Cardinals QB Carson Palmer 'feeling great' after ACL surgery

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Arizona Cardinals quarterback Carson Palmer said on Tuesday that three months after he had surgery to repair a torn ACL he was "feeling great," according to Ed Werder of ESPN.

Palmer, a 12-year veteran, underwent surgery in November after tearing his ACL in Arizona's Week 10 game against the St. Louis Rams. He told Werder that he expected to take part in Cardinals offseason workouts, including mini-camp and training camp.

Palmer reportedly began running again last week and Arizona general manager Steve Keim said the 35-year-old's rehabilitation was preceding well.

"He's awesome," Keim said. "He came in, I believe it was yesterday and I talked to him at length, he's more energized than ever and he looked fantastic."

"And I know he's at a point in his rehabilitation process where he's doing some running and he's ahead of schedule. And again, he's more energized than ever."

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Palmer's most recent knee injury was the second of his career, after the severe ACL tear he sustained during the 2006 season.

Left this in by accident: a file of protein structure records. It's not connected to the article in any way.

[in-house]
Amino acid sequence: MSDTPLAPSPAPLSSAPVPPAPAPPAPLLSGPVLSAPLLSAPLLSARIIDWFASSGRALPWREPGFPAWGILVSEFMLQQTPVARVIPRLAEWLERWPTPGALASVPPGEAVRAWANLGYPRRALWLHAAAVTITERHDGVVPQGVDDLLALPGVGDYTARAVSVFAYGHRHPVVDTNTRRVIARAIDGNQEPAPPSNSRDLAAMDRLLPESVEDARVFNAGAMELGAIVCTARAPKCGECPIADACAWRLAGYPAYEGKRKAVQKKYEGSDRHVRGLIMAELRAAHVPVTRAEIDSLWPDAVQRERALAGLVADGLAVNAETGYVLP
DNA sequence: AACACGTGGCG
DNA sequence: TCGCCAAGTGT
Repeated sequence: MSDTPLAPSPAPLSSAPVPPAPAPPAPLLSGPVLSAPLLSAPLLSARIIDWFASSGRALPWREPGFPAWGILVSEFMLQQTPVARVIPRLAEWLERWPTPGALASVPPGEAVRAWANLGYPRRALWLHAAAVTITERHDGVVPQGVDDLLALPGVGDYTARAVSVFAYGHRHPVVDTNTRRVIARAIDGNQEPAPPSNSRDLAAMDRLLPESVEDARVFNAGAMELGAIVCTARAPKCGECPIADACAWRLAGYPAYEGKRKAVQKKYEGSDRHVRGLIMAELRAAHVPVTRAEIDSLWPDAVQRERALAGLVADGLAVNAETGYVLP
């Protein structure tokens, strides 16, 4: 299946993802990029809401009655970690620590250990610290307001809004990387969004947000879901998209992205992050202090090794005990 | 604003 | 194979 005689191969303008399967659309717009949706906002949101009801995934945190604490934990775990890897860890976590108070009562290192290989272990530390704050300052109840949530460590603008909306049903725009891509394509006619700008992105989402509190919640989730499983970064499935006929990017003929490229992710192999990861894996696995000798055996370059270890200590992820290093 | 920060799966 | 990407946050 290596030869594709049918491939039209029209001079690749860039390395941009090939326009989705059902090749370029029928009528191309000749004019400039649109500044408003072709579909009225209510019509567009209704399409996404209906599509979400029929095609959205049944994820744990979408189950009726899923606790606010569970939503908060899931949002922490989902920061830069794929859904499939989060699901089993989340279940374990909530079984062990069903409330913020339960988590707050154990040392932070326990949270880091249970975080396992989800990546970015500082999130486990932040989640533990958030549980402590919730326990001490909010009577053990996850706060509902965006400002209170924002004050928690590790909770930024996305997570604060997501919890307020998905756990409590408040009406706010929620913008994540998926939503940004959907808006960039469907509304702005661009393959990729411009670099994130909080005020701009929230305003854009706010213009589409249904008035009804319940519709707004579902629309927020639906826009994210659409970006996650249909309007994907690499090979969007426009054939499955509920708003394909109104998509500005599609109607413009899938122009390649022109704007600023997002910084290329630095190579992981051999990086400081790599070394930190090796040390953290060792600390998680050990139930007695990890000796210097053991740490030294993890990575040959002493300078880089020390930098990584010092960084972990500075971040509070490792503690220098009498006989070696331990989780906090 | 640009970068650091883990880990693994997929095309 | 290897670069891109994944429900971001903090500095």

Before his season ended in November, Palmer had already missed three games for an injury to a nerve in his shoulder. In the six games he did play in, he completed 62.9 percent of his passes for 1,626 yards with 11 touchdowns and three interceptions.

He led the Cardinals to a 6-0 record in games he started.

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When Palmer, who has thrown for 35,365 yards and 224 touchdowns in 144 career games, returns to offseason workouts will still be decided by Cardinals training staff.

Arizona finished last season with an 11-5 record and in second place in the NFC West. The Cardinals lost to the Carolina Panthers in the NFC Wild Card round.

- Christopher Woody